Samantha continues to read the local newspaper, then scoffs  “And we ask poor old Effram Judge if he were still around would agree.”

The housekeeper Nora comes into the room, having finished the ironing.

Samantha continues reading “Henry and Samantha Wilkins who lives up in High Hollow Farm like the neighbor in the poem, want every stone in place… Good fences make good neighbors they said but only if the poet would ask who are they walling in or walling out?… The fence we claim will never make good neighbors of the Wilkins Ef Judge who fell off the cliff into whitewater rapids because of the fence will probably never be found. And all we can do is hope that if ever a monument is realized to him, he has the good taste to include Frost’s opening line- ‘Something there is, that doesn’t love a wall.”

Samantha stops her reading sets the paper on her lap and comments “Ha… seems we’ve not only taken on all of East Huntsville and the rest of the county we have to take on Robert Frost as well.”

“Henry I want you to go into town tomorrow and see this editor. This is a vicious personal attack and he’s got to be made to understand that…”





Samantha notices Henry’s daydreaming. She gets up and like a harpy tells him that she’s talking to him demanding he pays attention, but he stares out into space as she hovers.

“You know something, Henry Wilkins. Sometimes I wish it had been you had fallen off that cliff. If I’d been there I mighta given you a push.”

Henry remains in contemplation for a while until the scene fades into Henry fixing Bessie’s kitchen door. Bessie is sitting up in a rocking chair, a plate of apples on the table. There’s a quaint soundtrack of a pleasant day accompanying the scene.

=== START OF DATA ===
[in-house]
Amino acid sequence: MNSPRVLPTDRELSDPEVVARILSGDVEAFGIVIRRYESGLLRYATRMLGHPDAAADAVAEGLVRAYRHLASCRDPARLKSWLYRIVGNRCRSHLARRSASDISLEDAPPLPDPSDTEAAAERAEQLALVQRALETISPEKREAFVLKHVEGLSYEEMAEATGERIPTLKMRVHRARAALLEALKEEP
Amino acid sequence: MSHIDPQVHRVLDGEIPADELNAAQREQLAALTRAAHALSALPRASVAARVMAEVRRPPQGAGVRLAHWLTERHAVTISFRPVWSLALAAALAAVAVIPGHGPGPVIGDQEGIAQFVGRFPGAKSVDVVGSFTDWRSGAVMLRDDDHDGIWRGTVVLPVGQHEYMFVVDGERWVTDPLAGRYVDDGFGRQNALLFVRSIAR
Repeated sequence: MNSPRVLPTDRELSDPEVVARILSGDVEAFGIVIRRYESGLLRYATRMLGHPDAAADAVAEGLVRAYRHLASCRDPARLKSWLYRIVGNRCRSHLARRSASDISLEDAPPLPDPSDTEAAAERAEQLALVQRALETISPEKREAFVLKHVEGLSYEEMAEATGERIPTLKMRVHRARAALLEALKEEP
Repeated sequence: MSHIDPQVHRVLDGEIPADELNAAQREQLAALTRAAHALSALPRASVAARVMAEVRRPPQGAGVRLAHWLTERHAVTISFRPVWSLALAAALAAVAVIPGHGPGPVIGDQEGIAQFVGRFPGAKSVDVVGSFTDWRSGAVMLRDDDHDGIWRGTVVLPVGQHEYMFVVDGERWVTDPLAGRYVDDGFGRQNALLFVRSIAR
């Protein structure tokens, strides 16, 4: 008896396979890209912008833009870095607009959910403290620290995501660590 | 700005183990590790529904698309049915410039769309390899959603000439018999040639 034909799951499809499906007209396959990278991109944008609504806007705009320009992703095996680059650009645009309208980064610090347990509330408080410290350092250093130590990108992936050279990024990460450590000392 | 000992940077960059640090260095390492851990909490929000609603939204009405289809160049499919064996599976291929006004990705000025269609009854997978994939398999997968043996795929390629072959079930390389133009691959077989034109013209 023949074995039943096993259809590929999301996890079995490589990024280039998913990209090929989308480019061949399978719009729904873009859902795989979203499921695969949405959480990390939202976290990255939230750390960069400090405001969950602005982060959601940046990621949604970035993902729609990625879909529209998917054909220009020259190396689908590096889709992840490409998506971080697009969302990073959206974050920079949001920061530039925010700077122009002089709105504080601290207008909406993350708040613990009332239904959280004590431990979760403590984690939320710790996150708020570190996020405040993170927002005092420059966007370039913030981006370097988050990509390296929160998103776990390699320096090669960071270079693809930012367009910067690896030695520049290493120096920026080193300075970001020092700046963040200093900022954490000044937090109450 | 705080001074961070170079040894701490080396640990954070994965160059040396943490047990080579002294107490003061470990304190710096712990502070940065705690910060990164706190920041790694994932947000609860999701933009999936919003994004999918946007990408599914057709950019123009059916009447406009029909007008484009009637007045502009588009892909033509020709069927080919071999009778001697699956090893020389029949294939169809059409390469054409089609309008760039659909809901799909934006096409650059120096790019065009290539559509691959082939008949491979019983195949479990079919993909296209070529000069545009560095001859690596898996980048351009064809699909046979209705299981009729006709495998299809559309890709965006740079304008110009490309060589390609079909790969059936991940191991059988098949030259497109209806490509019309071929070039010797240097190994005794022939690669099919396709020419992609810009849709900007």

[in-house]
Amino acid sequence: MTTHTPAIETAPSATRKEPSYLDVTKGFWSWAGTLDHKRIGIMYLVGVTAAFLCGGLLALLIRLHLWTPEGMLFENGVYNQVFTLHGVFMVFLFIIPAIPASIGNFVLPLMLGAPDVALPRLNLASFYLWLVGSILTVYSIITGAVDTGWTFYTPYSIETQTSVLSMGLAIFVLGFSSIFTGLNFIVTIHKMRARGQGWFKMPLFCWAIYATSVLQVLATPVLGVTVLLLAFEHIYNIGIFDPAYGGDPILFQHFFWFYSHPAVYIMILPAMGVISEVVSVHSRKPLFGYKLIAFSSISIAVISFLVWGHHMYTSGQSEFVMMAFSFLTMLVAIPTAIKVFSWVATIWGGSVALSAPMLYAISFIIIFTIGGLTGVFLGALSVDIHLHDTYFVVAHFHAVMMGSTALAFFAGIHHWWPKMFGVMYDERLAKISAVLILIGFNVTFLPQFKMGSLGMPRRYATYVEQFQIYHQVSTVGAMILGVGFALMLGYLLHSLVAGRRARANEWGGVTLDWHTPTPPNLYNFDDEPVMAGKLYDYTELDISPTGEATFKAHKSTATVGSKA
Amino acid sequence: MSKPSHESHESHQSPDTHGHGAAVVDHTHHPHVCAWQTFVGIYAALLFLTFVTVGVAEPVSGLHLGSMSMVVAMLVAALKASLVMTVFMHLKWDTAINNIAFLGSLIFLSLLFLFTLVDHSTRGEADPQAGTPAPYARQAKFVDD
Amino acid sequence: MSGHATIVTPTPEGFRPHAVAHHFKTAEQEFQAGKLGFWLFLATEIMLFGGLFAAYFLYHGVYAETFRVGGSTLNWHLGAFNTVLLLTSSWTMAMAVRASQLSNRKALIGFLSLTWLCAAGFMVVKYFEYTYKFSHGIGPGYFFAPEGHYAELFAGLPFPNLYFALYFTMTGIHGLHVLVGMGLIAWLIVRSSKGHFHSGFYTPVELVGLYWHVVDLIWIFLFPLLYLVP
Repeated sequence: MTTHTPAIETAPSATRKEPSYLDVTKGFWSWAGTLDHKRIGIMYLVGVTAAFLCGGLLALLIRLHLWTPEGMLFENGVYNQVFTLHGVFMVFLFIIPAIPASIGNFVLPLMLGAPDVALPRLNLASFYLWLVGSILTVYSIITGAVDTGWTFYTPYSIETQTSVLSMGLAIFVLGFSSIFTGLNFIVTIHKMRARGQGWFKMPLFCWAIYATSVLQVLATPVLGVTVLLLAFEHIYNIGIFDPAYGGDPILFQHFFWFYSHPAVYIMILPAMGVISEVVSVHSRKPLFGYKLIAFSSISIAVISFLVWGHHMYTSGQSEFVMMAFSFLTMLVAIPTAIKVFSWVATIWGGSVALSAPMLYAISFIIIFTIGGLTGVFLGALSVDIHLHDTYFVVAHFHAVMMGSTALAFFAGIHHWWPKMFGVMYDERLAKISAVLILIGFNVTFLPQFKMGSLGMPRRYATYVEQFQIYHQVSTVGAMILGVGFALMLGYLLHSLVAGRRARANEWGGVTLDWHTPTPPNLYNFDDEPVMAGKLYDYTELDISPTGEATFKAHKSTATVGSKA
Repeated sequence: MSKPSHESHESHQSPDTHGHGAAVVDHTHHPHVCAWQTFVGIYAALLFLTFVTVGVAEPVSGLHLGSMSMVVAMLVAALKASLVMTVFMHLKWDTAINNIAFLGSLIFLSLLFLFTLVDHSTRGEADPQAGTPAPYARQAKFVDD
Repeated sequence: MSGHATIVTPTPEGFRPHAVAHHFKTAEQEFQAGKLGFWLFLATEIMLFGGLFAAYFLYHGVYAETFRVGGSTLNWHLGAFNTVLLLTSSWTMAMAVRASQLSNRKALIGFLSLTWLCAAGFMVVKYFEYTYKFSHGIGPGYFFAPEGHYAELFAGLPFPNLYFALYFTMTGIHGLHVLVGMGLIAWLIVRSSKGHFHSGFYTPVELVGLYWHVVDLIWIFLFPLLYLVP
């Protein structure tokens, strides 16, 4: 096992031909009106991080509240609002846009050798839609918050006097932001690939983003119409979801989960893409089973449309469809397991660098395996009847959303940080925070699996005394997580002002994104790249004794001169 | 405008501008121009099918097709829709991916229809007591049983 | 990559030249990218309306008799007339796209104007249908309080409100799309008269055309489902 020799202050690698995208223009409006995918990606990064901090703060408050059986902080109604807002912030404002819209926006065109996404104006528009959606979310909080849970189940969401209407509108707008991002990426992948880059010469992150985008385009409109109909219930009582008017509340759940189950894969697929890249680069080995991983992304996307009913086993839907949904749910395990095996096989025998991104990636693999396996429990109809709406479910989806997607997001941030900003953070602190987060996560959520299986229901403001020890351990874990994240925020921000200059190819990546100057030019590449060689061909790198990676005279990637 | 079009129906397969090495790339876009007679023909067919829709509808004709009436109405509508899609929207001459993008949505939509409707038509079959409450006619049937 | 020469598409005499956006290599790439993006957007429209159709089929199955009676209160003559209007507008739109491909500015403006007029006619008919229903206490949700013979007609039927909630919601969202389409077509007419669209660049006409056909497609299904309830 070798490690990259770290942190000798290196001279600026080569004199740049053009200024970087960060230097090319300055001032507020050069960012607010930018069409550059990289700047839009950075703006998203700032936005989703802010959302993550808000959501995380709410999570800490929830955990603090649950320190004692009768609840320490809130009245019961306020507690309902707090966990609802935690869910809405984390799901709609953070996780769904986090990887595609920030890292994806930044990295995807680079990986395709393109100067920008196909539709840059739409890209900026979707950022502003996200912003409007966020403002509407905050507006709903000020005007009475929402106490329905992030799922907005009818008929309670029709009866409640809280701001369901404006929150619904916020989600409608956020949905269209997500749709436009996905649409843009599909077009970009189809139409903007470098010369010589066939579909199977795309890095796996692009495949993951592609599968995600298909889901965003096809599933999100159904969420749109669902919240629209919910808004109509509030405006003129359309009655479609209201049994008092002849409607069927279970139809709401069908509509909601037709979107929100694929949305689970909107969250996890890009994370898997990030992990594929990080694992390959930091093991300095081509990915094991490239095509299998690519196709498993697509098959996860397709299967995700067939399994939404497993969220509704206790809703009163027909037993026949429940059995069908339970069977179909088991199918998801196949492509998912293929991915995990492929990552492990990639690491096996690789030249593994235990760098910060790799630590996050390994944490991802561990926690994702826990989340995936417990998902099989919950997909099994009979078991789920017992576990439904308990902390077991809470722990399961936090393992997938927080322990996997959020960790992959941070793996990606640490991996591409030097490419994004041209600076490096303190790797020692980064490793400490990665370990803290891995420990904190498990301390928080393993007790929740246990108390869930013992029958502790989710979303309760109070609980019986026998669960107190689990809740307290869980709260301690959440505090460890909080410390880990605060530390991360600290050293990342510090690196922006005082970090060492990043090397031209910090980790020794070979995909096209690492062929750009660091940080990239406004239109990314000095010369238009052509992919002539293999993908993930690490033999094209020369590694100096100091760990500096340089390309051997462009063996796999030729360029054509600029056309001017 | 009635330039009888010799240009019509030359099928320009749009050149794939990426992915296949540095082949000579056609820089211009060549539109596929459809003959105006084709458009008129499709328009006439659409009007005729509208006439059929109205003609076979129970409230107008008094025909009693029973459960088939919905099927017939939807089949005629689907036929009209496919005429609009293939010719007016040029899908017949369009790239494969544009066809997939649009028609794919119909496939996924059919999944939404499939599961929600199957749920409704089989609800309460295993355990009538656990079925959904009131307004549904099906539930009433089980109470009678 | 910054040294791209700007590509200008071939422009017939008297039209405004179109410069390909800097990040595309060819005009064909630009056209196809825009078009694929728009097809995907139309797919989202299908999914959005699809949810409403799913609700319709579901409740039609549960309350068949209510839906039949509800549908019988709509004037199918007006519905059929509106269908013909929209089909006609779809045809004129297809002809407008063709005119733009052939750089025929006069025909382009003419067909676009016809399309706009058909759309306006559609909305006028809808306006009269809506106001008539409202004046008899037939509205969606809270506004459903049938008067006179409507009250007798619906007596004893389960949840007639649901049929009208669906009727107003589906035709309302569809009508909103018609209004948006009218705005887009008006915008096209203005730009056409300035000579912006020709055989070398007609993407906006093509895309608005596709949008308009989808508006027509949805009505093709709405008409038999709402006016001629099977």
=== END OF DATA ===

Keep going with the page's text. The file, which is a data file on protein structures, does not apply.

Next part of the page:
“Mr. Wilkins thank you,” Bessie tells him that she’s not good at apologies. Henry tells her that he’s going to stop by from time to time to check in on her until she gets a new hired hand. She asks him to have supper with them.

He says he has to check with Samantha. She asks who wears the pants in the family and he jokes about her putting his saggy knees to the test.

Bessie tells him that it’s a formal invitation and Henry tells her that he’ll talk it over with Samantha and that if he’s still alive by supper time he’ll be there.

Later on…

Henry washes his face with cool water back at the Wilkins Farm.
Samantha comes out and tells him he’s late for supper.



Samantha comes out yelling that suppers getting cold. He tells her that he forgot the Carnbys had invited them over. She asks why?

“Just being hospitable I suppose,” Samantha tells him, “Well we aren’t going” “Why?” “Because I said so.”

“Well, I’m going and you’d better go back into the house” Samantha again defies Henry, “You are not going… is that clear.”

The scene fades- we see Camilla setting a formal table.


Bessie is spying on the Wilkins Farm waiting for Henry to arrive for supper.
reminiscent of Rear Window, the binoculars act as a spectator.

We hear Bessie call her from upstairs. “Camilla come here.”

Bessie is sitting at her window with a set of binoculars spying on the Wilkins Farm.

“There she goes again. She’s been out to the barn three times carrying a lantern. What do you suppose she’s up to?”

“Aunt Bessie you did an inexcusable thing daring him to come along.” Bessie answers Camilla, “Don’t fret about it… I don’t.”

“No matter what the provocation no matter what happened out there at the fence, you had no right to insult her.” Camilla reproaches her aunt.

“I don’t care if I did.” Bessie is stubborn as usual.

“You are old enough to know better and your big enough to bury your feelings for one evening.” Bessie ignores Camilla’s lecture still clinging to the binoculars set on the Wilkins barn.



Bessie gets her coat and scarf ready to go over and get Henry.



Camilla says, “Come on we’re going up there to invite Samantha Wilkins in person” Bessie insists, “Oh I will not” Aunt Bessie please… now don’t make me go up there alone.”

“Ohhh, the man has no gumption.”

Bessie hurries to the coat closet banging her cane, “He’ll stand up to her.”

Camilla tells Bessie how he’s in a trap and that Samantha owns everything. The farm, the furnishings, the car and she never lets him forget it.

Bessie says, “Well he could leave her.”

“He did once…She tried to kill him.”